The National Union of Elementary Teachers (NUET) was established at a meeting at King's College London on 25 June 1870 to represent all school teachers in England and Wales. However, members came to consider that 'elementary teachers' was a demeaning term and after toying with the idea of changing the name to the National Union of English Teachers the name National Union of Teachers (NUT) was finally adopted at Annual Conference in April 1889. The Union remains the largest body representing school teachers in England and Wales.
The Union established offices at 7 Adam Street, Adelphi, London WC on the appointment of the first full-time Secretary in 1873. In 1889 it moved its headquarters to Bolton House, 67/71 Russell Square, London WC. In 1915, headquarters were moved to Hamilton House, Mabledon Place, London WC1, where they have remained ever since.
Executive Committee minutes, 1870-1976 [1890-1964 on microfilm]; Annual Conference minutes and reports, 1870-1936, 1947-78; Education Committee minutes, 1886-89, 1891-1977 [1894-1960 on microfilm]; Finance and General Purposes Committee minutes, 1876-1969; International Relations Committee minutes, 1931-1974; Ladies' Committee minutes, 1900-39; Law and Tenure Committee minutes, 1873-1978 [1890-1953 on microfilm]; Membership and Organisation Committee minutes, 1891-1963; Salaries and Superannuation Committee minutes, 1913-43, 1948-74; Sustentation Committees minutes, 1916-49; Welsh Committee minutes, 1906-61; Panel minutes, 1950-64; minutes of many other committees, special committees and sub-committees.
Education Committee case files, 1925-70. These records provide a fascinating insight into the development of the education system in Britain during the last century. They show changes in the teaching profession and chart a growing concern with all aspects of child welfare. The material is particularly strong on the role of teachers during the Second World War, including the evacuation of children. There is also a wealth of material on post war Educational Reconstruction and the 1944 Education Act. Many other aspects of educational policy and child welfare are touched upon as the NUT was often invited to submit evidence on the major reports and issues of the day, or asked to investigate matters on behalf of its members. The medical inspection of school children, the effects of the cinema on young people and the administration of juvenile employment are just a few of the subjects which are included.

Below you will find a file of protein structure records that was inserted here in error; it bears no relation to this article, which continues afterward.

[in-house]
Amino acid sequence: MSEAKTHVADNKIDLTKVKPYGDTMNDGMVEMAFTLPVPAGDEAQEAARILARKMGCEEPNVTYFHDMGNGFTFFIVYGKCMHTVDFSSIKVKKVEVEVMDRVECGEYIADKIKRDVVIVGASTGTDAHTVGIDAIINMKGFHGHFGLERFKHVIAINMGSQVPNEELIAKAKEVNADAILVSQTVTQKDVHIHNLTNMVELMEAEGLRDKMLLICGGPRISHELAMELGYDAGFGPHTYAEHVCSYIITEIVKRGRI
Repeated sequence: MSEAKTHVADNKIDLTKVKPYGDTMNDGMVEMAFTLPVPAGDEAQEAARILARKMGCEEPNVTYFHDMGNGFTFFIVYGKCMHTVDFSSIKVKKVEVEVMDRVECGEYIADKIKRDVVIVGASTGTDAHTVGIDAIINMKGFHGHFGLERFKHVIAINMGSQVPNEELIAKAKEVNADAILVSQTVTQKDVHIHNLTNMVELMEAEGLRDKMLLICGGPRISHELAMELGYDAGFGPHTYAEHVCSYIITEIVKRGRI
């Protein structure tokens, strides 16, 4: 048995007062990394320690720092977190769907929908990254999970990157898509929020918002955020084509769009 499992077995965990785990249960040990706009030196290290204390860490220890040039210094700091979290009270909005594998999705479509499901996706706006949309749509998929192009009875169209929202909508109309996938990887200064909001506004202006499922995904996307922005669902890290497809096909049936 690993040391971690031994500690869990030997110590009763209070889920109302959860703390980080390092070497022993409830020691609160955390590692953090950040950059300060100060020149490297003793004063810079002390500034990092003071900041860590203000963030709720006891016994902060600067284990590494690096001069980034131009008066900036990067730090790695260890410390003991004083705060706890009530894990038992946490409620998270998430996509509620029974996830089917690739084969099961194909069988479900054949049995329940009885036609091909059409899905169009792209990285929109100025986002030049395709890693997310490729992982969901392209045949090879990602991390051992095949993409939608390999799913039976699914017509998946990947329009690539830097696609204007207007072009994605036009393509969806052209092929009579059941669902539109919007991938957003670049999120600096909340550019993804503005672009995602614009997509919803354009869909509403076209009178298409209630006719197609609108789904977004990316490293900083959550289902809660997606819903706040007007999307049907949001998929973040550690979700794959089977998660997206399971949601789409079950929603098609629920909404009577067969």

Financial records, 1871-1941; letter books, 1896-1940; Law and Tenure Committee case files, 1952-73; files on West Ham Strike, 1907, and Herefordshire Strike, 1913; Salaries and Superannuation Committee papers; Papers of Frank J. Maxwell, 1969-74.
Annual Reports, 1872-79, 1890-1905, 1950-89 [all with gaps]; Education Code, 1893-1908; Circular books, 1875-1972; Education Department circular books, 1950-83; college sponsorship circular books, 1951-71; Youth Review, 1964-70, 1972; miscellaneous publications.
This collection has been weeded for duplicates.
The papers have been arranged according to their subject. This generally reflects the organisation of the Union, but it has not been possible in all circumstances to arrange the papers according to the department or committee which created them.
There are no restrictions on access to these papers.
The Centre also holds the archives of several other teachers' organisations, including the National Association of Schoolmasters (MSS.38), the Association of Assistant Mistresses (MSS.59), the Assistant Masters' and Mistresses' Association (MSS.299), the Association of Head Mistresses (MSS.188), the Headmasters' Association (MSS.58), the Secondary Heads' Association (MSS.218), the Teachers' Guild/Education Guild (MSS.413 and MSS.59/TG), the National Association of Teachers of Home Economics and Technology and its predecessors (MSS.177), the Association of Teachers in Colleges and Departments of Education (MSS.176/CD) and the Association of Teachers in Technical Institutions (MSS.176/TI). There is also a range of other archives relating to education.
The Centre also holds the archives of the Council for Educational Advance (MSS.179/CEA). These were also deposited by the National Union of Teachers.
The papers of local branches of the NUT are held in many local record offices around the country. The archives of the National Union of Women Teachers are held by the Institute of Education at the University of London.